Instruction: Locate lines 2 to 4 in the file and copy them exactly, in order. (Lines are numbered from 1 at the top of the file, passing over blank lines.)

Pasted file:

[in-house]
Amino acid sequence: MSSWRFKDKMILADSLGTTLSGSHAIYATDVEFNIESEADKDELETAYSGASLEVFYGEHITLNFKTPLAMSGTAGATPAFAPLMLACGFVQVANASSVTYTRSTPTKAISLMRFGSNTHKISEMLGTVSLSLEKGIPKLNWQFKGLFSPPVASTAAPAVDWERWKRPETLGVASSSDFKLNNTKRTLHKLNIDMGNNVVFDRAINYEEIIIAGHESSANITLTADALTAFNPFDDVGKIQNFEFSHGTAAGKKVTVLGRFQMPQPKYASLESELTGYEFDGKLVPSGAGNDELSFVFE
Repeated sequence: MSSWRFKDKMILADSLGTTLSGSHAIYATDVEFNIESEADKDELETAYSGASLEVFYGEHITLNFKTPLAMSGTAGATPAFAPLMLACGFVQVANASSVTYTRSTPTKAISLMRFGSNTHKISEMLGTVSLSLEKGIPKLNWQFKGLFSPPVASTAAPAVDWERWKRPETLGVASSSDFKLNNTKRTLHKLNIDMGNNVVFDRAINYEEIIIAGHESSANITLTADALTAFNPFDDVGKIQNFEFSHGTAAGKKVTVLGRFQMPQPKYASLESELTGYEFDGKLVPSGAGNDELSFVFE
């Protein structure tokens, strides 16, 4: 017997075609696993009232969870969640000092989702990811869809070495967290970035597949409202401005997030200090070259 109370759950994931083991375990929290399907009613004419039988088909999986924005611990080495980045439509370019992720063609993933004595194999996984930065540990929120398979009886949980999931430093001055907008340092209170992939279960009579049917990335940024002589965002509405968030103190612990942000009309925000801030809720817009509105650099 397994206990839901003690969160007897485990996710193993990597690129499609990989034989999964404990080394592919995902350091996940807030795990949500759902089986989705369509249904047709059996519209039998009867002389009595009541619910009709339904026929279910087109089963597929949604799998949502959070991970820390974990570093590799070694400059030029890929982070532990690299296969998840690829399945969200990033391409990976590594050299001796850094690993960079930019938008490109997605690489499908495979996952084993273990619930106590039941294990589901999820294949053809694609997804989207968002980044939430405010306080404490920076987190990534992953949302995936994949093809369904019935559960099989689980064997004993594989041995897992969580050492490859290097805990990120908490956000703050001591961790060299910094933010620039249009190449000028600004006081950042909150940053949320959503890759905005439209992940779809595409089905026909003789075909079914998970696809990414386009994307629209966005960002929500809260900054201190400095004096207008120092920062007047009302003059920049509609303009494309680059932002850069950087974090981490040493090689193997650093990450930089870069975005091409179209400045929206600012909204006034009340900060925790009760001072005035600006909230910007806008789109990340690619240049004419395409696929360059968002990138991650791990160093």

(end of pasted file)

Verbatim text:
Amino acid sequence: MSSWRFKDKMILADSLGTTLSGSHAIYATDVEFNIESEADKDELETAYSGASLEVFYGEHITLNFKTPLAMSGTAGATPAFAPLMLACGFVQVANASSVTYTRSTPTKAISLMRFGSNTHKISEMLGTVSLSLEKGIPKLNWQFKGLFSPPVASTAAPAVDWERWKRPETLGVASSSDFKLNNTKRTLHKLNIDMGNNVVFDRAINYEEIIIAGHESSANITLTADALTAFNPFDDVGKIQNFEFSHGTAAGKKVTVLGRFQMPQPKYASLESELTGYEFDGKLVPSGAGNDELSFVFE
Repeated sequence: MSSWRFKDKMILADSLGTTLSGSHAIYATDVEFNIESEADKDELETAYSGASLEVFYGEHITLNFKTPLAMSGTAGATPAFAPLMLACGFVQVANASSVTYTRSTPTKAISLMRFGSNTHKISEMLGTVSLSLEKGIPKLNWQFKGLFSPPVASTAAPAVDWERWKRPETLGVASSSDFKLNNTKRTLHKLNIDMGNNVVFDRAINYEEIIIAGHESSANITLTADALTAFNPFDDVGKIQNFEFSHGTAAGKKVTVLGRFQMPQPKYASLESELTGYEFDGKLVPSGAGNDELSFVFE
């Protein structure tokens, strides 16, 4: 017997075609696993009232969870969640000092989702990811869809070495967290970035597949409202401005997030200090070259 109370759950994931083991375990929290399907009613004419039988088909999986924005611990080495980045439509370019992720063609993933004595194999996984930065540990929120398979009886949980999931430093001055907008340092209170992939279960009579049917990335940024002589965002509405968030103190612990942000009309925000801030809720817009509105650099 397994206990839901003690969160007897485990996710193993990597690129499609990989034989999964404990080394592919995902350091996940807030795990949500759902089986989705369509249904047709059996519209039998009867002389009595009541619910009709339904026929279910087109089963597929949604799998949502959070991970820390974990570093590799070694400059030029890929982070532990690299296969998840690829399945969200990033391409990976590594050299001796850094690993960079930019938008490109997605690489499908495979996952084993273990619930106590039941294990589901999820294949053809694609997804989207968002980044939430405010306080404490920076987190990534992953949302995936994949093809369904019935559960099989689980064997004993594989041995897992969580050492490859290097805990990120908490956000703050001591961790060299910094933010620039249009190449000028600004006081950042909150940053949320959503890759905005439209992940779809595409089905026909003789075909079914998970696809990414386009994307629209966005960002929500809260900054201190400095004096207008120092920062007047009302003059920049509609303009494309680059932002850069950087974090981490040493090689193997650093990450930089870069975005091409179209400045929206600012909204006034009340900060925790009760001072005035600006909230910007806008789109990340690619240049004419395409696929360059968002990138991650791990160093």